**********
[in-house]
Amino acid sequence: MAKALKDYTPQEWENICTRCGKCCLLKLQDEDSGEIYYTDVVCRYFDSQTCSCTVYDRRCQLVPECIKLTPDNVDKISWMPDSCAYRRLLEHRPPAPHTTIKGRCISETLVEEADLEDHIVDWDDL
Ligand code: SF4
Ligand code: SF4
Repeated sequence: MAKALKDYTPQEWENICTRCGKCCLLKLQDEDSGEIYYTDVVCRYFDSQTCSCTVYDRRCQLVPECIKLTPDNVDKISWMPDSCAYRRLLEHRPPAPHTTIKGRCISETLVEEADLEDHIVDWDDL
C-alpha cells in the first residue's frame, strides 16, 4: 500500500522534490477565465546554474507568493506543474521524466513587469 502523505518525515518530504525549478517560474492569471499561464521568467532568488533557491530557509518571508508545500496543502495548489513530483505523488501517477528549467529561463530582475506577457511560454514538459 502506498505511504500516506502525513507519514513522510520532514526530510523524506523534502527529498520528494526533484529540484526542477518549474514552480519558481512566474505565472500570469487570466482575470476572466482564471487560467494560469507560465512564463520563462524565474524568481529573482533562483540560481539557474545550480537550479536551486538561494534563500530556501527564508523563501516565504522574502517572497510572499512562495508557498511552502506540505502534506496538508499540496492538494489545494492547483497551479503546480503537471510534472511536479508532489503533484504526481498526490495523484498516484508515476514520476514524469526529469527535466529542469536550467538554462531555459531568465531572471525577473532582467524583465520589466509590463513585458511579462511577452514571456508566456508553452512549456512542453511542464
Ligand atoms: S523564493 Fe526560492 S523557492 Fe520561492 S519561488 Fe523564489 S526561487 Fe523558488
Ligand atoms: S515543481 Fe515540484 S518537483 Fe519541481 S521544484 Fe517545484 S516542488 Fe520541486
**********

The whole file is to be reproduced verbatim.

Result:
[in-house]
Amino acid sequence: MAKALKDYTPQEWENICTRCGKCCLLKLQDEDSGEIYYTDVVCRYFDSQTCSCTVYDRRCQLVPECIKLTPDNVDKISWMPDSCAYRRLLEHRPPAPHTTIKGRCISETLVEEADLEDHIVDWDDL
Ligand code: SF4
Ligand code: SF4
Repeated sequence: MAKALKDYTPQEWENICTRCGKCCLLKLQDEDSGEIYYTDVVCRYFDSQTCSCTVYDRRCQLVPECIKLTPDNVDKISWMPDSCAYRRLLEHRPPAPHTTIKGRCISETLVEEADLEDHIVDWDDL
C-alpha cells in the first residue's frame, strides 16, 4: 500500500522534490477565465546554474507568493506543474521524466513587469 502523505518525515518530504525549478517560474492569471499561464521568467532568488533557491530557509518571508508545500496543502495548489513530483505523488501517477528549467529561463530582475506577457511560454514538459 502506498505511504500516506502525513507519514513522510520532514526530510523524506523534502527529498520528494526533484529540484526542477518549474514552480519558481512566474505565472500570469487570466482575470476572466482564471487560467494560469507560465512564463520563462524565474524568481529573482533562483540560481539557474545550480537550479536551486538561494534563500530556501527564508523563501516565504522574502517572497510572499512562495508557498511552502506540505502534506496538508499540496492538494489545494492547483497551479503546480503537471510534472511536479508532489503533484504526481498526490495523484498516484508515476514520476514524469526529469527535466529542469536550467538554462531555459531568465531572471525577473532582467524583465520589466509590463513585458511579462511577452514571456508566456508553452512549456512542453511542464
Ligand atoms: S523564493 Fe526560492 S523557492 Fe520561492 S519561488 Fe523564489 S526561487 Fe523558488
Ligand atoms: S515543481 Fe515540484 S518537483 Fe519541481 S521544484 Fe517545484 S516542488 Fe520541486